Halogen Light Bulbs (Recycle + Disposal Guide)
Halogen light bulbs are more efficient than other incandescent bulbs and are less expensive than light-emitting diode (LED) bulbs. They are commonly used in outdoor lighting systems and provide an affordable option for homeowners looking for professionally installed landscape lighting.
Like all light bulbs, halogen bulbs will eventually burn out and need to be replaced. When this happens to you, you will need to know how to properly dispose of them, so here is a handy guide to help you do just that.
What Are Halogen Light Bulbs?
Halogen bulbs are a type of incandescent light bulb, but they are more efficient and longer lasting than conventional incandescents. Both conventional incandescent bulbs and most halogen light bulbs contain tungsten filaments. As these bulbs are used to illuminate spaces in your home or yard, a small amount of tungsten evaporates from the filament.
In a conventional incandescent bulb, the tungsten attaches to the glass, which is why the lifespan of these bulbs is shorter and why you see that black, soot-like coating on old or burnt out light bulbs. In a halogen bulb, the halogen gas inhibits this black coating by way of a chemical reaction with the tungsten. This reaction also causes some of the tungsten to reattach to the filament, which lengthens the lifespan of the bulb through this evaporation-reattachment cycle.
While halogen bulbs are more efficient than other types of incandescent lights, they do produce heat and are not as efficient as compact fluorescent bulbs (CFLs) or light-emitting diode (LED) bulbs. LED bulbs are currently the most-efficient, longest-lasting and eco-friendliest option that is widely available to consumers. While LED outdoor lighting is more expensive to purchase and install, halogen lighting systems use more energy, require more bulb changes, and generally cost more to maintain over time.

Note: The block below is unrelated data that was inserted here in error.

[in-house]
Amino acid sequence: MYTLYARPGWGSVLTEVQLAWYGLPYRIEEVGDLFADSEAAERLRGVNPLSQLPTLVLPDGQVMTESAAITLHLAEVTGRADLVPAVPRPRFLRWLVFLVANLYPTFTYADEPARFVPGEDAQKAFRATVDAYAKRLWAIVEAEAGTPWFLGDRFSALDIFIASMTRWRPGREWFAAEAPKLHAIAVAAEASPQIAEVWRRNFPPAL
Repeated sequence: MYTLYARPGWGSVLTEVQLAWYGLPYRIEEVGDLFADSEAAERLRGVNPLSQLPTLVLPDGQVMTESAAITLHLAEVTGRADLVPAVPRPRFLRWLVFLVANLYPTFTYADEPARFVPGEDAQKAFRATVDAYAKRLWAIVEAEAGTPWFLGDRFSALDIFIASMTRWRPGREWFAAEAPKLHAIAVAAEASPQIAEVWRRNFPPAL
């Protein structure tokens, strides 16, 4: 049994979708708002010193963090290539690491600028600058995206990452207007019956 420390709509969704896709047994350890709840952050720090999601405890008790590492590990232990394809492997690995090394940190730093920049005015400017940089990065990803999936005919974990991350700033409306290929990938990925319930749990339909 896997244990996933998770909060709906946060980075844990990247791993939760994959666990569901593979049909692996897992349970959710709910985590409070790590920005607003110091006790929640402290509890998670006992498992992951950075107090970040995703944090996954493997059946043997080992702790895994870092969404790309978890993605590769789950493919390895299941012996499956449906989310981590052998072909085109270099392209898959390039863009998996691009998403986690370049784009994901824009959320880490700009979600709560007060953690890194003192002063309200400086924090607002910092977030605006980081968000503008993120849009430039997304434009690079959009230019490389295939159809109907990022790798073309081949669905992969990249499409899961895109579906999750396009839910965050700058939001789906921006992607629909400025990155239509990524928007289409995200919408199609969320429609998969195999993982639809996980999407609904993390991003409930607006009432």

How to Dispose of Halogen Light Bulbs
The first thing we should make clear is that halogen light bulbs cannot be placed in curbside recycling bins, since the heat-resistant glass of the bulb cannot be recycled like other types of glass.
Historically, halogen light bulbs were generally considered safe to throw away in regular, household garbage bins. It was believed that tungsten was not a toxic substance and was safe to dispose of in landfills. This belief is still largely held, and, because of this, there are no large-scale recycling programs for halogen bulbs. Most organizations still recommend simply throwing them away in the trash, and this is how most people dispose of halogen bulbs at the end of their useful life.
However, there are now some studies showing that tungsten may not be as harmless as we once thought, and cancer clusters and high blood levels of tungsten in people living near tungsten mines are raising questions about its safety and its ability to enter the groundwater.
Therefore, if possible, it is best to recycle halogen bulbs to keep them out of landfills. While most local recycling programs do not offer halogen bulb recycling, it is worth contacting the program in your area to see if they offer this service. If not, look for a Batteries Plus near you. Batteries Plus offers recycling for a variety of bulbs and lighting products, including halogen light bulbs and fluorescent tube lighting, which most programs do not accept.
If you are not able to find recycling options near you and must dispose of halogen light bulbs in the trash, place them in the original packaging or wrap the bulb to try to keep it from breaking.